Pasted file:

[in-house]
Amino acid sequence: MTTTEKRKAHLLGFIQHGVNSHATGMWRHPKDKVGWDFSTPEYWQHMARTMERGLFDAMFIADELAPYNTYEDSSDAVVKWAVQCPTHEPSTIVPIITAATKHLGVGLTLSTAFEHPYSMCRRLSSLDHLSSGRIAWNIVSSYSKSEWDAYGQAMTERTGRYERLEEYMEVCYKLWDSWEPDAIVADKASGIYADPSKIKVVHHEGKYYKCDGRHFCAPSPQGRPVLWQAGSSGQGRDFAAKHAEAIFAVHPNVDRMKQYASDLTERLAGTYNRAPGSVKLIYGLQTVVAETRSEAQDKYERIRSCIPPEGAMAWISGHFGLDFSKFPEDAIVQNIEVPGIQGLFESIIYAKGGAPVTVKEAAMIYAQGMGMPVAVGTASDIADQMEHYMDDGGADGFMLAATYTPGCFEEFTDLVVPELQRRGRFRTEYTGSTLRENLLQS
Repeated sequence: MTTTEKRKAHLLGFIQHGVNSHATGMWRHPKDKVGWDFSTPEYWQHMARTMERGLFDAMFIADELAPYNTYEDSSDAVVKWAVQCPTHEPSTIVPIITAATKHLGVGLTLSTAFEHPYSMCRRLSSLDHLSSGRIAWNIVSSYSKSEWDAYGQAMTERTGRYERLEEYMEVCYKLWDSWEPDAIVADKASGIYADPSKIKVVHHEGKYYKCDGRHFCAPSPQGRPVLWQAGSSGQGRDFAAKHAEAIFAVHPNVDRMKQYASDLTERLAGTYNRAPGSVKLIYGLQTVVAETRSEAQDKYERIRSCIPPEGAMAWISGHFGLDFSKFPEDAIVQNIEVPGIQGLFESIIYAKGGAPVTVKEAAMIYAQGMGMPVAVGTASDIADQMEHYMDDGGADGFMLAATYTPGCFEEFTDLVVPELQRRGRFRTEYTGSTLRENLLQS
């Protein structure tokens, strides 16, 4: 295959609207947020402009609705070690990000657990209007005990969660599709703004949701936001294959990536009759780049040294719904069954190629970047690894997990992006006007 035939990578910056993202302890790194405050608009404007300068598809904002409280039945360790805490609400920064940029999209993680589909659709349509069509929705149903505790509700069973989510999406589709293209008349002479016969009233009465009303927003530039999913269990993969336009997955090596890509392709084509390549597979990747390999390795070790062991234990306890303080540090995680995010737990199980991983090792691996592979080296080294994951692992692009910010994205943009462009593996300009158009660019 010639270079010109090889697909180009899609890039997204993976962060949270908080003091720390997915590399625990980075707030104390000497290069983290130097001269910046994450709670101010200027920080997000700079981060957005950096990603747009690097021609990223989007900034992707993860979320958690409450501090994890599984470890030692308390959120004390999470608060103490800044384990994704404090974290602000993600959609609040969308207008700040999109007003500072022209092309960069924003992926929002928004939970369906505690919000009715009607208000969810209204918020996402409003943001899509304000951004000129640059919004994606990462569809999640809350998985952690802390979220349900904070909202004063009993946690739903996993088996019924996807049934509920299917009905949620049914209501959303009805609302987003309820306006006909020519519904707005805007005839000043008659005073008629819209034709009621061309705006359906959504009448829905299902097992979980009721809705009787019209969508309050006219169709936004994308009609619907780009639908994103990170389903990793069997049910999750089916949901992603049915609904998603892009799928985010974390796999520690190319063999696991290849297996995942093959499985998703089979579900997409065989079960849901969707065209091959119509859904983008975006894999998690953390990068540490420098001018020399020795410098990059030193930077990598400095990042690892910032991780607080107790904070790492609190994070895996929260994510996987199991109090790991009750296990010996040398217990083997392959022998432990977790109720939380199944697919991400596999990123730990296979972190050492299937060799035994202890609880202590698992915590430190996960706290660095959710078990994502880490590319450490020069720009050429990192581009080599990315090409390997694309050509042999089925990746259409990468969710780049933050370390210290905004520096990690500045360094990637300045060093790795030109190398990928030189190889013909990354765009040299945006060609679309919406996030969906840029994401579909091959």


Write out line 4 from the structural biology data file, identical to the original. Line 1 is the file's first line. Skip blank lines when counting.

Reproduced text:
């Protein structure tokens, strides 16, 4: 295959609207947020402009609705070690990000657990209007005990969660599709703004949701936001294959990536009759780049040294719904069954190629970047690894997990992006006007 035939990578910056993202302890790194405050608009404007300068598809904002409280039945360790805490609400920064940029999209993680589909659709349509069509929705149903505790509700069973989510999406589709293209008349002479016969009233009465009303927003530039999913269990993969336009997955090596890509392709084509390549597979990747390999390795070790062991234990306890303080540090995680995010737990199980991983090792691996592979080296080294994951692992692009910010994205943009462009593996300009158009660019 010639270079010109090889697909180009899609890039997204993976962060949270908080003091720390997915590399625990980075707030104390000497290069983290130097001269910046994450709670101010200027920080997000700079981060957005950096990603747009690097021609990223989007900034992707993860979320958690409450501090994890599984470890030692308390959120004390999470608060103490800044384990994704404090974290602000993600959609609040969308207008700040999109007003500072022209092309960069924003992926929002928004939970369906505690919000009715009607208000969810209204918020996402409003943001899509304000951004000129640059919004994606990462569809999640809350998985952690802390979220349900904070909202004063009993946690739903996993088996019924996807049934509920299917009905949620049914209501959303009805609302987003309820306006006909020519519904707005805007005839000043008659005073008629819209034709009621061309705006359906959504009448829905299902097992979980009721809705009787019209969508309050006219169709936004994308009609619907780009639908994103990170389903990793069997049910999750089916949901992603049915609904998603892009799928985010974390796999520690190319063999696991290849297996995942093959499985998703089979579900997409065989079960849901969707065209091959119509859904983008975006894999998690953390990068540490420098001018020399020795410098990059030193930077990598400095990042690892910032991780607080107790904070790492609190994070895996929260994510996987199991109090790991009750296990010996040398217990083997392959022998432990977790109720939380199944697919991400596999990123730990296979972190050492299937060799035994202890609880202590698992915590430190996960706290660095959710078990994502880490590319450490020069720009050429990192581009080599990315090409390997694309050509042999089925990746259409990468969710780049933050370390210290905004520096990690500045360094990637300045060093790795030109190398990928030189190889013909990354765009040299945006060609679309919406996030969906840029994401579909091959």